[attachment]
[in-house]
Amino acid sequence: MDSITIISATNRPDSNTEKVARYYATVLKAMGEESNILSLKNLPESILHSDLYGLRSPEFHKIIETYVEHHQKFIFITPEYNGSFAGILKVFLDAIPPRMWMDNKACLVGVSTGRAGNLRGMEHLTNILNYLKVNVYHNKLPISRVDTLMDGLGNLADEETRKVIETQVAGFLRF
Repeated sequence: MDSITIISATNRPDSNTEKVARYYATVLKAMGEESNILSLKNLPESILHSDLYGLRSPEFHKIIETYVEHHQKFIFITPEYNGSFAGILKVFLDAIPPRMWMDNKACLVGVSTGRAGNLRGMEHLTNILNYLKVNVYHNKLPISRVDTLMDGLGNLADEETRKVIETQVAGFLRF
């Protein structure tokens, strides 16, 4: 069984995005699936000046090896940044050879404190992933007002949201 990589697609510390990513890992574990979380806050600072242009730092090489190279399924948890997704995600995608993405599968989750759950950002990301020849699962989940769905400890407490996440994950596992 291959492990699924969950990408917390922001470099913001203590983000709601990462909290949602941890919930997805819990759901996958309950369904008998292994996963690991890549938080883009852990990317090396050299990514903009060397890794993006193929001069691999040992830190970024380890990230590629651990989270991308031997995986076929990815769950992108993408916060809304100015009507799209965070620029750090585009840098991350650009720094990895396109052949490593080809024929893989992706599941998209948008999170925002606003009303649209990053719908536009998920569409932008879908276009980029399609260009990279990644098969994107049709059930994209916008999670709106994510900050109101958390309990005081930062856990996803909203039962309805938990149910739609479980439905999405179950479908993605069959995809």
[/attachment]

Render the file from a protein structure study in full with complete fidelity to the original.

[in-house]
Amino acid sequence: MDSITIISATNRPDSNTEKVARYYATVLKAMGEESNILSLKNLPESILHSDLYGLRSPEFHKIIETYVEHHQKFIFITPEYNGSFAGILKVFLDAIPPRMWMDNKACLVGVSTGRAGNLRGMEHLTNILNYLKVNVYHNKLPISRVDTLMDGLGNLADEETRKVIETQVAGFLRF
Repeated sequence: MDSITIISATNRPDSNTEKVARYYATVLKAMGEESNILSLKNLPESILHSDLYGLRSPEFHKIIETYVEHHQKFIFITPEYNGSFAGILKVFLDAIPPRMWMDNKACLVGVSTGRAGNLRGMEHLTNILNYLKVNVYHNKLPISRVDTLMDGLGNLADEETRKVIETQVAGFLRF
């Protein structure tokens, strides 16, 4: 069984995005699936000046090896940044050879404190992933007002949201 990589697609510390990513890992574990979380806050600072242009730092090489190279399924948890997704995600995608993405599968989750759950950002990301020849699962989940769905400890407490996440994950596992 291959492990699924969950990408917390922001470099913001203590983000709601990462909290949602941890919930997805819990759901996958309950369904008998292994996963690991890549938080883009852990990317090396050299990514903009060397890794993006193929001069691999040992830190970024380890990230590629651990989270991308031997995986076929990815769950992108993408916060809304100015009507799209965070620029750090585009840098991350650009720094990895396109052949490593080809024929893989992706599941998209948008999170925002606003009303649209990053719908536009998920569409932008879908276009980029399609260009990279990644098969994107049709059930994209916008999670709106994510900050109101958390309990005081930062856990996803909203039962309805938990149910739609479980439905999405179950479908993605069959995809």